SANTA CLARA COUNTY, Calif. (KGO) -- With the midterm election less than one week away, some in Santa Clara County are noticing multiple ballots in their mailbox.
While this may sound alarming, the county's Registrar of Voters (ROV) office told ABC7 News it is common. Election officials assure no vote is counted twice.
Essentially, 50 days before the election, ballot printers receive voter files and the system sends out ballots. The county's system then generates a second ballot to reflect any changes made by a resident within those 50 days.
"Anything at the post office, anything at DMV, anything at the Secretary of State website," public and legislative affairs manager for the county's ROV, Evelyn Mendez said. "Any forms that they bring here, changing their signature, their phone number, anything will trigger off another ballot."
Mendez said similarly, people can request a second ballot in case the first is lost or misplaced.
"We have systems in place to make sure that only one of those ballots is counted. So whatever ballot gets received back to our office is going to be the ballot that we count," she described.
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By Tuesday afternoon, Mendez said 14% of ballots had been returned. She said the hope is 55-65% turnout.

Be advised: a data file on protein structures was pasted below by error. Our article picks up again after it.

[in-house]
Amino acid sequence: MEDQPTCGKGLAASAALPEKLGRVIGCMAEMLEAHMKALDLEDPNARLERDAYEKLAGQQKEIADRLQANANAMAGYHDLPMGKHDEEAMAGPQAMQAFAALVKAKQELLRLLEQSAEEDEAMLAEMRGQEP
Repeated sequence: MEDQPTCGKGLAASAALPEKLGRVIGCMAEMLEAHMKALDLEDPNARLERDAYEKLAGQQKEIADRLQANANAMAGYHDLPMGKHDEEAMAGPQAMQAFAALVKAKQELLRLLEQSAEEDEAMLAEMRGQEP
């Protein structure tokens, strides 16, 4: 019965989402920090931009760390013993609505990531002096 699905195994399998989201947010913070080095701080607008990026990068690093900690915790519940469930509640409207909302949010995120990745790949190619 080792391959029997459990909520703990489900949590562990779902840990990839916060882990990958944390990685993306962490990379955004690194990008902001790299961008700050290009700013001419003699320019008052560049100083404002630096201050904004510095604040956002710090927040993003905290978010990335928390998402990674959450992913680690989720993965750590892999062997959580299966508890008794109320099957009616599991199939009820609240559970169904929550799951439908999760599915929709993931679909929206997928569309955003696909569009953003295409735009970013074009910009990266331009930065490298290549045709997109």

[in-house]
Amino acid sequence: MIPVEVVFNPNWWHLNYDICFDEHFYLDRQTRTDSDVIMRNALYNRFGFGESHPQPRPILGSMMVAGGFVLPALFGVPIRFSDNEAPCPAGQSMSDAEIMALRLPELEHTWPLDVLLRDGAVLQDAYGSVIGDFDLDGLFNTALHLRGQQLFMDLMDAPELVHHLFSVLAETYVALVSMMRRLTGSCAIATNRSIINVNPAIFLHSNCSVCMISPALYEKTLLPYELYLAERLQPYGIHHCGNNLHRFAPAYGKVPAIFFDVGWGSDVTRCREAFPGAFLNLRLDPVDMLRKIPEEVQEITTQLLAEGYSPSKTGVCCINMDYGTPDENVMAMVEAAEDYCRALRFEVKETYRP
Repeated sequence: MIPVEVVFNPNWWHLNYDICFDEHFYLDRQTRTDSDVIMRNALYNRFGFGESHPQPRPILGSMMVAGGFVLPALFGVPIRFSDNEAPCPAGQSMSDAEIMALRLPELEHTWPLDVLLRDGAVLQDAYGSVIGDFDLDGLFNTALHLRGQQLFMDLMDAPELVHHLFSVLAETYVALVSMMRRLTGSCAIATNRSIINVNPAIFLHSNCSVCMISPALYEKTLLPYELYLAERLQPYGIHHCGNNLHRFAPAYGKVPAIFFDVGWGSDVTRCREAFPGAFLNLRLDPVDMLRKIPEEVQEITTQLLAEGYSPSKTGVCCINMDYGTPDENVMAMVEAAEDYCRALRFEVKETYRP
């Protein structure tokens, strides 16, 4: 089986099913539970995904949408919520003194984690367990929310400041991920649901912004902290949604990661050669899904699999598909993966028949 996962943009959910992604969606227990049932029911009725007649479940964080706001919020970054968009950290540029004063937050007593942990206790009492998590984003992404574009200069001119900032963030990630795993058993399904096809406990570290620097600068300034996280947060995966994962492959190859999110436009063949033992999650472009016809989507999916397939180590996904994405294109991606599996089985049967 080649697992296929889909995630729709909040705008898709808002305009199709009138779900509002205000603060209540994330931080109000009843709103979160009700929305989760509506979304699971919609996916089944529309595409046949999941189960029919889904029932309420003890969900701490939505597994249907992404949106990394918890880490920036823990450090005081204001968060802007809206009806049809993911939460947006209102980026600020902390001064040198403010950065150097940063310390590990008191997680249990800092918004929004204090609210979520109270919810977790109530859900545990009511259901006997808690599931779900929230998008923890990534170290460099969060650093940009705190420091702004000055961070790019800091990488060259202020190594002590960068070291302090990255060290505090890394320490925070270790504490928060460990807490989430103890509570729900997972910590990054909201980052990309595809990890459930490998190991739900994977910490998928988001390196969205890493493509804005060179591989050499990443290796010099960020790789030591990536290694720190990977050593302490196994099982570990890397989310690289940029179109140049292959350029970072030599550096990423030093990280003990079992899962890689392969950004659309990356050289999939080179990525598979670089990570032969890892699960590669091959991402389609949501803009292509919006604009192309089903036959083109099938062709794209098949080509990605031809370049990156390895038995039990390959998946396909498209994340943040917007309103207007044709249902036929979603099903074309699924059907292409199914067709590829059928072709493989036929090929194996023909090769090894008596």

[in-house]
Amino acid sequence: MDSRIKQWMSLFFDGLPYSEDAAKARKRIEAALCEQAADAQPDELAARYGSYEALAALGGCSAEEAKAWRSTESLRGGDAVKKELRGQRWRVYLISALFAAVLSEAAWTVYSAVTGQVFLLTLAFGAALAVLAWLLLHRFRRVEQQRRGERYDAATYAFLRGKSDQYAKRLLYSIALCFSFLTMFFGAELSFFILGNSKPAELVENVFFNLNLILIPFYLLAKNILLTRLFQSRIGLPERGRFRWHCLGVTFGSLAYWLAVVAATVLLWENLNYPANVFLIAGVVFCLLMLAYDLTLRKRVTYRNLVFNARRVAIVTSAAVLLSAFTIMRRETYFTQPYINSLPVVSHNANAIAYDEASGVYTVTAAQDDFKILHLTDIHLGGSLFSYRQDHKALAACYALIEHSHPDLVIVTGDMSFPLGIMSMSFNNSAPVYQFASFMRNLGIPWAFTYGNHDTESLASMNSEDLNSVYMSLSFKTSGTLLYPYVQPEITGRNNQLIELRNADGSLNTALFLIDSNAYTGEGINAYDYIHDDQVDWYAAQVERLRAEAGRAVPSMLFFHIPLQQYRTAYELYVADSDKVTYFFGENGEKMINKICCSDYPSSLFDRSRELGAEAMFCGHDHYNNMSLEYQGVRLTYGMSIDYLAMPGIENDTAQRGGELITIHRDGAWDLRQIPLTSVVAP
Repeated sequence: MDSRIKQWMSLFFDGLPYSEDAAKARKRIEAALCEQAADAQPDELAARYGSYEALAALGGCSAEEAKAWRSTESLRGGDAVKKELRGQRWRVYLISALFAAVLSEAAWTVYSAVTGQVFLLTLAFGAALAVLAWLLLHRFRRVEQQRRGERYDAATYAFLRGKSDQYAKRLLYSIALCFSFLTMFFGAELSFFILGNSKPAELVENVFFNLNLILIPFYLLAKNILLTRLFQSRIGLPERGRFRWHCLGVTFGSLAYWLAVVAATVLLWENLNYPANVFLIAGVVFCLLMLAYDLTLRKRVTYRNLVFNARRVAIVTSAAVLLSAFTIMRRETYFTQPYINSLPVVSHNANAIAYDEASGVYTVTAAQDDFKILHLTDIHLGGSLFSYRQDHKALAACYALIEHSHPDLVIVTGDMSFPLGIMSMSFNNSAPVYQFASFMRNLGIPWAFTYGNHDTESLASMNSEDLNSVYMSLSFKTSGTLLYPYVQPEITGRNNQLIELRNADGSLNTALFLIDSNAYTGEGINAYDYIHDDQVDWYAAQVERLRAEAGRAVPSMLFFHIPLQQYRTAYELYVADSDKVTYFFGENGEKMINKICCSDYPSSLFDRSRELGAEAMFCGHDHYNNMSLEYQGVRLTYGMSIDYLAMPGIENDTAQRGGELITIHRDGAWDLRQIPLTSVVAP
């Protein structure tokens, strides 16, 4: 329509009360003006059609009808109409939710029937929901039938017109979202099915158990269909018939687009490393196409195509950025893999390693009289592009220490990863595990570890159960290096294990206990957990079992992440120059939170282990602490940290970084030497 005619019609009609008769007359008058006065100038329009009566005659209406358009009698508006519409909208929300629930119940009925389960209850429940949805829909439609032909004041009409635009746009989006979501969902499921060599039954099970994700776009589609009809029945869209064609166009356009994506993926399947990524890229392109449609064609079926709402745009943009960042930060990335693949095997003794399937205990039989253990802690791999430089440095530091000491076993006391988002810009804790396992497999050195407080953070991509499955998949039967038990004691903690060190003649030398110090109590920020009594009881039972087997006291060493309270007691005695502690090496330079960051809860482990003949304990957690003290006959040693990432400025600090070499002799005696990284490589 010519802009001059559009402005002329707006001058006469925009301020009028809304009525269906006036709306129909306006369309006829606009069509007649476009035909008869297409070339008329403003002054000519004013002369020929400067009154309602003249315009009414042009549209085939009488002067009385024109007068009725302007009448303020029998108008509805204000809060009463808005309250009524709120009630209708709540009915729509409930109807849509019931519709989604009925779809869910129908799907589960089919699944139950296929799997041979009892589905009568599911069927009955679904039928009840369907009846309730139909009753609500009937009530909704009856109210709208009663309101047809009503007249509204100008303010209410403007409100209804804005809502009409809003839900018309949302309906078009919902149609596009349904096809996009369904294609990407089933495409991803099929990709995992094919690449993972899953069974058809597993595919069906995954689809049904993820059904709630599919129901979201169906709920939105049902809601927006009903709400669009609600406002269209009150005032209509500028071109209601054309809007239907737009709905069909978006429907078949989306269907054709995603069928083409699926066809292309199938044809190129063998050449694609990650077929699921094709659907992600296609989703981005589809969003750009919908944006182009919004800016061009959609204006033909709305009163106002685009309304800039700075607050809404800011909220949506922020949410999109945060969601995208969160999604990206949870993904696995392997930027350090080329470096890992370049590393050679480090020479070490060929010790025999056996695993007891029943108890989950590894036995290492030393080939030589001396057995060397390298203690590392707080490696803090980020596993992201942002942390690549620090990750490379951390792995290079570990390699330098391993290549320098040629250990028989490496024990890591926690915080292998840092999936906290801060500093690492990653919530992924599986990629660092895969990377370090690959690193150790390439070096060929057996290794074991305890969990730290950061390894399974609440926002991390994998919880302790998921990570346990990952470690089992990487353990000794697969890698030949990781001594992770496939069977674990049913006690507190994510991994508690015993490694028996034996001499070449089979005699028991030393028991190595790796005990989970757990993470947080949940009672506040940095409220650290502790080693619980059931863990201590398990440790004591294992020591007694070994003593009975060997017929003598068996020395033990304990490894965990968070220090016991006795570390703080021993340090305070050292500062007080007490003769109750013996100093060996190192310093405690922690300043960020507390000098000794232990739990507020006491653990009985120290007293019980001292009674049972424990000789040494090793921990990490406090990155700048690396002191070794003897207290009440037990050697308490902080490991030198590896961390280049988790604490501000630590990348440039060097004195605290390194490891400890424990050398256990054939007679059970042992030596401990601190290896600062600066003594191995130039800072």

She said this weekend, all 103 of the county's vote centers will be open to assist voters with questions and concerns.
Elsewhere, there was a final effort to reach more people across the county-specifically, voters of color.
ABC7 News visited Westminster Presbyterian Church in San Jose for the final Tuesday night "Together We Vote" phone banking session.
Organizations including the Latina Coalition of Silicon Valley, Black Leadership Kitchen Cabinet and People Acting in Community Together have worked in partnership since the summertime to host such sessions.
Executive Director of the Latina Coalition Gabriela Chavez-Lopez emphasized the importance of the collaborative effort, pointing to the population being disproportionally impacted during the pandemic as the driving force.
"We wanted to make sure that as we're thinking about the future and those that represent us, that they have our needs and desires and wants in mind when we think about an equitable recovery," Chavez-Lopez explained.
The final phone bank was held on Dia de los Muertos, which Chavez-Lopez said was significant timing, "This is one way in which we can honor those that have come before us-to fight for that right, as well as those that have come after us-our children and our future generations. So that's something we're encouraging many people to think about as they're going to the ballot box."
She said during the primaries, "Statewide, our voter turnout was about 15%."
So, where there's concern about whether multiple ballots mean people might vote twice, there's a greater effort to get people to vote just once.
"We wanted to get ahead of it, we wanted to make sure that we weren't just lamenting that not enough of us turned out," Chavez-Lopez told ABC7 News. "We wanted to make sure that we put in the work-that we reached out to our communities, that we made the calls."
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